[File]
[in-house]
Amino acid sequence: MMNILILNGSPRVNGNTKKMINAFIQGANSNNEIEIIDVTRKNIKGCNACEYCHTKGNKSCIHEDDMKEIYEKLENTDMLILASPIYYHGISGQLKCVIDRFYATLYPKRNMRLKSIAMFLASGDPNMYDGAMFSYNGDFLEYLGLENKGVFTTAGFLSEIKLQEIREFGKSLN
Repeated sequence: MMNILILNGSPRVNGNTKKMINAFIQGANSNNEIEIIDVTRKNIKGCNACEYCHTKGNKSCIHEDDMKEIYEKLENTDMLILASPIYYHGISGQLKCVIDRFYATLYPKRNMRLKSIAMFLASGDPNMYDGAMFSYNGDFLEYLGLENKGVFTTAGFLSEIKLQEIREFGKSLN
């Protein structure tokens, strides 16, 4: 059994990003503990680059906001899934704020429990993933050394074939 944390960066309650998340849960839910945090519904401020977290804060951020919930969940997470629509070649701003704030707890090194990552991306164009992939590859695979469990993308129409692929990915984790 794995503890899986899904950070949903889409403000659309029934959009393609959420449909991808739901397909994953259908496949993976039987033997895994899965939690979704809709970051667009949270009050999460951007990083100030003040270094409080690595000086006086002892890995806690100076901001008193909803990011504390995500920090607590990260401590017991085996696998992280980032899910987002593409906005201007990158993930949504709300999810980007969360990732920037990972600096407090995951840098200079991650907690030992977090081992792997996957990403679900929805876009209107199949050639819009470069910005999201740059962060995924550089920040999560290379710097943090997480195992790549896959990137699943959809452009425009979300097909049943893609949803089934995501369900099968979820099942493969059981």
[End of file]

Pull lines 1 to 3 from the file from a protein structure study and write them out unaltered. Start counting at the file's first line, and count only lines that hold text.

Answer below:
[in-house]
Amino acid sequence: MMNILILNGSPRVNGNTKKMINAFIQGANSNNEIEIIDVTRKNIKGCNACEYCHTKGNKSCIHEDDMKEIYEKLENTDMLILASPIYYHGISGQLKCVIDRFYATLYPKRNMRLKSIAMFLASGDPNMYDGAMFSYNGDFLEYLGLENKGVFTTAGFLSEIKLQEIREFGKSLN
Repeated sequence: MMNILILNGSPRVNGNTKKMINAFIQGANSNNEIEIIDVTRKNIKGCNACEYCHTKGNKSCIHEDDMKEIYEKLENTDMLILASPIYYHGISGQLKCVIDRFYATLYPKRNMRLKSIAMFLASGDPNMYDGAMFSYNGDFLEYLGLENKGVFTTAGFLSEIKLQEIREFGKSLN